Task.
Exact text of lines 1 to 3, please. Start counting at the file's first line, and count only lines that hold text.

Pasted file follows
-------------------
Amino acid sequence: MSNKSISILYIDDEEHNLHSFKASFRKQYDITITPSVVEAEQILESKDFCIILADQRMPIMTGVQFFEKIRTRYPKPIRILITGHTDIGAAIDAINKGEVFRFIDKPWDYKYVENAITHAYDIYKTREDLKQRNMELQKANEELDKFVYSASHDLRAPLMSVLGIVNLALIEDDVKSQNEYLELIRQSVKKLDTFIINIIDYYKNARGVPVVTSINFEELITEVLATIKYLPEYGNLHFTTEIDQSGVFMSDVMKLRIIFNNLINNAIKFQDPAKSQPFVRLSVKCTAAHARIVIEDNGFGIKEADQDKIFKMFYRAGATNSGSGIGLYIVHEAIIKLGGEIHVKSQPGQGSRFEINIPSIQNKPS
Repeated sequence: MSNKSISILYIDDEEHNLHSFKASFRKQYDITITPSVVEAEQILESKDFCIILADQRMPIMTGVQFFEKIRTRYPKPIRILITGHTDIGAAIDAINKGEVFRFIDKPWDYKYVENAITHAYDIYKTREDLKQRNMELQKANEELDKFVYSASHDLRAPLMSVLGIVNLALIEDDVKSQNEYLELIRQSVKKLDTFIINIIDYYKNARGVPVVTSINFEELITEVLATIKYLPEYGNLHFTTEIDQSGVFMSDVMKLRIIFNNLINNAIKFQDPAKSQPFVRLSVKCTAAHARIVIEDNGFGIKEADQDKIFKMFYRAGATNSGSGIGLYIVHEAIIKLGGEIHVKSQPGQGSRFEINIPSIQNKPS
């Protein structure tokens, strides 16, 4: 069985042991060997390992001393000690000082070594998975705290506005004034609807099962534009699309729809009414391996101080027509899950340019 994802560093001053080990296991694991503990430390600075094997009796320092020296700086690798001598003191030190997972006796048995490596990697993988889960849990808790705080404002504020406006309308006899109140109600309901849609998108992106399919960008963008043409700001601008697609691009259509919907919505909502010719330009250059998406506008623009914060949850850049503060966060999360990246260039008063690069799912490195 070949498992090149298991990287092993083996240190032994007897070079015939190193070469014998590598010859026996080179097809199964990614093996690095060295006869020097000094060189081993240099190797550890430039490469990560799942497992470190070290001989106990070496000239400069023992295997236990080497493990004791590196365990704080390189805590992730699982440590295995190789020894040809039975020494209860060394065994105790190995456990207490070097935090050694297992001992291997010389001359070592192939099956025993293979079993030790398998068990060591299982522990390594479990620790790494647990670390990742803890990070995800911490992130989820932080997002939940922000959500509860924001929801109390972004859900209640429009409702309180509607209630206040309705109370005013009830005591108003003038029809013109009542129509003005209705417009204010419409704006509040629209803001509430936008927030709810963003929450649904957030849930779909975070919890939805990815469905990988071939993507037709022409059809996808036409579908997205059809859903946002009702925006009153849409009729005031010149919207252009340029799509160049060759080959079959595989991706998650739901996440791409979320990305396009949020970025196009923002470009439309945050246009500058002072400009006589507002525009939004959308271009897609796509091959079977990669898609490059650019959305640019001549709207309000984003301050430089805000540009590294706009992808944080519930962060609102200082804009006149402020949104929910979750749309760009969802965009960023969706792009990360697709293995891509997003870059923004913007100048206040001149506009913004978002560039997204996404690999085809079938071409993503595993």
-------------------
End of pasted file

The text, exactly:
Amino acid sequence: MSNKSISILYIDDEEHNLHSFKASFRKQYDITITPSVVEAEQILESKDFCIILADQRMPIMTGVQFFEKIRTRYPKPIRILITGHTDIGAAIDAINKGEVFRFIDKPWDYKYVENAITHAYDIYKTREDLKQRNMELQKANEELDKFVYSASHDLRAPLMSVLGIVNLALIEDDVKSQNEYLELIRQSVKKLDTFIINIIDYYKNARGVPVVTSINFEELITEVLATIKYLPEYGNLHFTTEIDQSGVFMSDVMKLRIIFNNLINNAIKFQDPAKSQPFVRLSVKCTAAHARIVIEDNGFGIKEADQDKIFKMFYRAGATNSGSGIGLYIVHEAIIKLGGEIHVKSQPGQGSRFEINIPSIQNKPS
Repeated sequence: MSNKSISILYIDDEEHNLHSFKASFRKQYDITITPSVVEAEQILESKDFCIILADQRMPIMTGVQFFEKIRTRYPKPIRILITGHTDIGAAIDAINKGEVFRFIDKPWDYKYVENAITHAYDIYKTREDLKQRNMELQKANEELDKFVYSASHDLRAPLMSVLGIVNLALIEDDVKSQNEYLELIRQSVKKLDTFIINIIDYYKNARGVPVVTSINFEELITEVLATIKYLPEYGNLHFTTEIDQSGVFMSDVMKLRIIFNNLINNAIKFQDPAKSQPFVRLSVKCTAAHARIVIEDNGFGIKEADQDKIFKMFYRAGATNSGSGIGLYIVHEAIIKLGGEIHVKSQPGQGSRFEINIPSIQNKPS
């Protein structure tokens, strides 16, 4: 069985042991060997390992001393000690000082070594998975705290506005004034609807099962534009699309729809009414391996101080027509899950340019 994802560093001053080990296991694991503990430390600075094997009796320092020296700086690798001598003191030190997972006796048995490596990697993988889960849990808790705080404002504020406006309308006899109140109600309901849609998108992106399919960008963008043409700001601008697609691009259509919907919505909502010719330009250059998406506008623009914060949850850049503060966060999360990246260039008063690069799912490195 070949498992090149298991990287092993083996240190032994007897070079015939190193070469014998590598010859026996080179097809199964990614093996690095060295006869020097000094060189081993240099190797550890430039490469990560799942497992470190070290001989106990070496000239400069023992295997236990080497493990004791590196365990704080390189805590992730699982440590295995190789020894040809039975020494209860060394065994105790190995456990207490070097935090050694297992001992291997010389001359070592192939099956025993293979079993030790398998068990060591299982522990390594479990620790790494647990670390990742803890990070995800911490992130989820932080997002939940922000959500509860924001929801109390972004859900209640429009409702309180509607209630206040309705109370005013009830005591108003003038029809013109009542129509003005209705417009204010419409704006509040629209803001509430936008927030709810963003929450649904957030849930779909975070919890939805990815469905990988071939993507037709022409059809996808036409579908997205059809859903946002009702925006009153849409009729005031010149919207252009340029799509160049060759080959079959595989991706998650739901996440791409979320990305396009949020970025196009923002470009439309945050246009500058002072400009006589507002525009939004959308271009897609796509091959079977990669898609490059650019959305640019001549709207309000984003301050430089805000540009590294706009992808944080519930962060609102200082804009006149402020949104929910979750749309760009969802965009960023969706792009990360697709293995891509997003870059923004913007100048206040001149506009913004978002560039997204996404690999085809079938071409993503595993």